Posted: Jun 21, 2019 4:45 am
by Jayjay4547
laklak wrote: I've been following this thread for years and I still have no goddamn idea what it's about. Why would "atheists" want to hide evidence that early hominids bit cave lions and/or smacked proto-leopards with sticks?


That doesn’t read like a serious attempt to present the argument I’ve been exploring, especially recently. Here is the best I can do to explain what it is about.

Atheists want to avoid interpreting early hominid morphology in terms of a struggle for existence in relation to other organic beings or to external conditions and instead they want to interpret it terms of a struggle between the individuals of one sex, generally the males, for the possession of the other sex. That text is adapted from how Darwin contrasted natural selection from sexual selection in the 6th edition of The Origin of Species.

So with respect to the recent discussions on teeth, atheists want to interpret male primate canines in terms of sexual selection whereby those with longer canines struggled successfully with other males for possession of females, or maybe the females themselves chose to give their favours to males with longer canines.

Interpreted in terms natural selection, male primate canines serve to raise a credible threat of maiming biting, to “other organic beings” who are weighing whether to predate. Successful deterrence provides access to food resources, by the troop.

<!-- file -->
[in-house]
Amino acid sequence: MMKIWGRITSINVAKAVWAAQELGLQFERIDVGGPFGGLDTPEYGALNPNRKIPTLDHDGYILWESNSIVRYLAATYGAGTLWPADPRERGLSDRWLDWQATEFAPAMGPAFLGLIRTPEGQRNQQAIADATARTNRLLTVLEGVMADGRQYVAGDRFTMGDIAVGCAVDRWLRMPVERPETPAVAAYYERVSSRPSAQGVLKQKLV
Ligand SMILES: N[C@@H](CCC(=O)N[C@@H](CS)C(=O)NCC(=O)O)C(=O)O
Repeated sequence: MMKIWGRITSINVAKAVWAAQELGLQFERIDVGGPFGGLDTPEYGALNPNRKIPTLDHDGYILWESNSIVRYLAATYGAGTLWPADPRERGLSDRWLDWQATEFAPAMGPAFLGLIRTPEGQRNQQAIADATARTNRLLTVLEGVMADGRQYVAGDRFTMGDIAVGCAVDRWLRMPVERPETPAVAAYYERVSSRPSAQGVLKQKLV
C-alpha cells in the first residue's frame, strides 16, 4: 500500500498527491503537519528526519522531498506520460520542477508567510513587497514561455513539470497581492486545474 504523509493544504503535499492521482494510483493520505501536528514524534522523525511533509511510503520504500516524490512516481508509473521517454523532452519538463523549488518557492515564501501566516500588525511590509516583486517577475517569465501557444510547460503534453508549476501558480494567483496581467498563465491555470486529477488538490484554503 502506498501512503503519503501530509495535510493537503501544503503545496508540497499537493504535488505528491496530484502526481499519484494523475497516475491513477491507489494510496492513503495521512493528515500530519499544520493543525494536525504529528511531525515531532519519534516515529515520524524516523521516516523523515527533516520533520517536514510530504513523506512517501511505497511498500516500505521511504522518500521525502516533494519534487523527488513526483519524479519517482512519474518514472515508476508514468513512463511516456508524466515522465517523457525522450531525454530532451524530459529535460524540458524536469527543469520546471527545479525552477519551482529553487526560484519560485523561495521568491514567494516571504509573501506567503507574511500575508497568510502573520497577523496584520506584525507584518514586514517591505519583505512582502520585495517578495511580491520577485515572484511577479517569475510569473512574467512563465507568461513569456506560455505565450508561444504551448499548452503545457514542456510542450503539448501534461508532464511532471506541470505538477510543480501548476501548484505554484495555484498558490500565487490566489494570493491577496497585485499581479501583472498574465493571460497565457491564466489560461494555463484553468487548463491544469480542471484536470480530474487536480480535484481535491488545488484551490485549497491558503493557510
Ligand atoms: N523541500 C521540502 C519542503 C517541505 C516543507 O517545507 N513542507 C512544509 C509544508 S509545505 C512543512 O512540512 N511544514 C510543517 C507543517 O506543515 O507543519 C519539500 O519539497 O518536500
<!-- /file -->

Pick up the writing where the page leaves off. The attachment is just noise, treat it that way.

In the same terms of natural selection, the distinctive absence of long canines in early hominids shows that they did not raise a credible biting threat to predators, while their bipedal body plan and their wide distribution shows that they were adapted into highly successfully offering a credible threat through the use of hand held kinetic weapons.

The record of recent posts shows that “atheists” do in fact avoid interpreting hominid teeth in terms of natural selection, even going so far as to put a smokescreen over the basic issue of whether Australopithecus lacked long sharp canines in the first place. Even your good self in your post, drew a confusing picture over the basic point of what I have been arguing. This forum is a great laboratory for exploring “atheist” behaviour.

For the purpose of study, “atheist” should include posters who flatly say they aren’t atheists, but are some variety of rationalists. Because you share the same overall ideology and to call it “rationalist” would imply a neutral point of view, which is scarse here.

laklak wrote: What's the point? Where's the payoff? Who benefits?
Atheists benefit by gaining a level of assurance that helps them to get good jobs for themselves and like-thinkers in particular occupations such as lecturing at universities in the social and life sciences. Though the benefits that come from believing that one is one of a select group of “right thinkers” goes much beyond salary.